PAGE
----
Rather than discontinuing my meditation practice altogether, I instead began researching methods of increasing the effectiveness of meditative practice. This seemed an inevitable decision for me in light of the undeniable improvements I had witnessed in response to previous experience with meditation. This resulted in my eventual re-discovery of brainwave meditation programs brainwave synchronization. I had used a few different such products previously, but none that seemed effectively designed to meet my specific needs. After deciding to try a particular brainwave meditation program, I found it to greatly assist me in producing all of the previously experienced benefits of meditation, but in a shorter period of time and in a much more focused manner.
A study by Tina Huang, PhD, and Christine Charyton, published in the September 2008 issue of the journal, Alternative Therapies examined the results of twenty previous studies measuring the effectiveness of brainwave entrainment for improvements in cognitive dysfunction and deficits, stress reduction, pain management, migraine and headache control, pre-menstrual syndrome, and behavioral difficulties, and all showed significant improvement in symptoms using entrainment techniques.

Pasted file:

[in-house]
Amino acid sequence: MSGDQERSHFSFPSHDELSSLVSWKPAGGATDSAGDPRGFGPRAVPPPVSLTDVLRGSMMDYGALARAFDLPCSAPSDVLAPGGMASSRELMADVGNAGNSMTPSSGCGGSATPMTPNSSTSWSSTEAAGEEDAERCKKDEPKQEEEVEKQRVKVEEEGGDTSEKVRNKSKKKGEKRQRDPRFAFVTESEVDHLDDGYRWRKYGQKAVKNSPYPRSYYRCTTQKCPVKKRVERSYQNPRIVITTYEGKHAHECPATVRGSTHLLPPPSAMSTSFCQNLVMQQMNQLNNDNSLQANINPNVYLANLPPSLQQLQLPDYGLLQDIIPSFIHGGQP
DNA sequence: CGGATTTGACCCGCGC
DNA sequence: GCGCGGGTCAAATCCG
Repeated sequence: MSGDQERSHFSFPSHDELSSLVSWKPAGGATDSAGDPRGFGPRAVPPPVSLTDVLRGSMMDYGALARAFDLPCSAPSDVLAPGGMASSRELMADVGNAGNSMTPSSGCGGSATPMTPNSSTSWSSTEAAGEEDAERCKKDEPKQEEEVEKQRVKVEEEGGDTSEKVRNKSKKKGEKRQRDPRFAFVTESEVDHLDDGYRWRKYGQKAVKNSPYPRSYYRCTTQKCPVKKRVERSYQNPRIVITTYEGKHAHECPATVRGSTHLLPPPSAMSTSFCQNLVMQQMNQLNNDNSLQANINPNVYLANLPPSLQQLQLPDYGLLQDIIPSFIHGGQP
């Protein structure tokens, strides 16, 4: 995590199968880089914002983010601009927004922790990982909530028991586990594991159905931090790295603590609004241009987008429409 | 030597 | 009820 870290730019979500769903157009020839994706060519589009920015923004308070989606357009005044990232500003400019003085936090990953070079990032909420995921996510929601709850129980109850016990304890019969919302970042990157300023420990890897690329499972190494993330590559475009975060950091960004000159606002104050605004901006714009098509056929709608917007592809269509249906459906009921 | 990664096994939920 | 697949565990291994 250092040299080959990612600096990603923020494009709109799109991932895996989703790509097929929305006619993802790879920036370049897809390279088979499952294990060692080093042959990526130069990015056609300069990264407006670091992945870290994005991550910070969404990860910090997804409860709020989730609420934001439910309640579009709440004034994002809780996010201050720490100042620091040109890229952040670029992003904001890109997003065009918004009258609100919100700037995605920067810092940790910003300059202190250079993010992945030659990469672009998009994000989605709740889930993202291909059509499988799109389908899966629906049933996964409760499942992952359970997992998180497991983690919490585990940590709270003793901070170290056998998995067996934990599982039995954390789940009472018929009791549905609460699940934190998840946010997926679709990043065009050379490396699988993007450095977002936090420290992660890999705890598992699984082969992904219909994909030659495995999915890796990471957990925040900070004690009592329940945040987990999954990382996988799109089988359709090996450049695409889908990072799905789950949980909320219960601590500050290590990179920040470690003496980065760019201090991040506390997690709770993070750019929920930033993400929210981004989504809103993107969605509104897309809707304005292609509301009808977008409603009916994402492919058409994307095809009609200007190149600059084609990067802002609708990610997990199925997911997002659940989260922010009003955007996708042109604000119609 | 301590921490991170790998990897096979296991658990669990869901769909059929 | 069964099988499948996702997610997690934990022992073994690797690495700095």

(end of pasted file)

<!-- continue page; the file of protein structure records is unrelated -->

I haven’t seen any research relating to using brainwave entrainment/isochronic tones and bodybuilding, so I’m afraid I don’t know how effective it would be to help with that. I have a few different tracks for increasing energy but I recommend this 1-hour track, which would fit better than my shorter tracks for a training session: https://www.mindamend.com/shop/energy-and-motivation/high-energy-builder/. The effects from these tracks are mainly felt while you listen to them, so I recommend listening to the energy tracks while you are training/lifting weights etc. I don’t currently have any tracks to help trigger the testosterone hormone.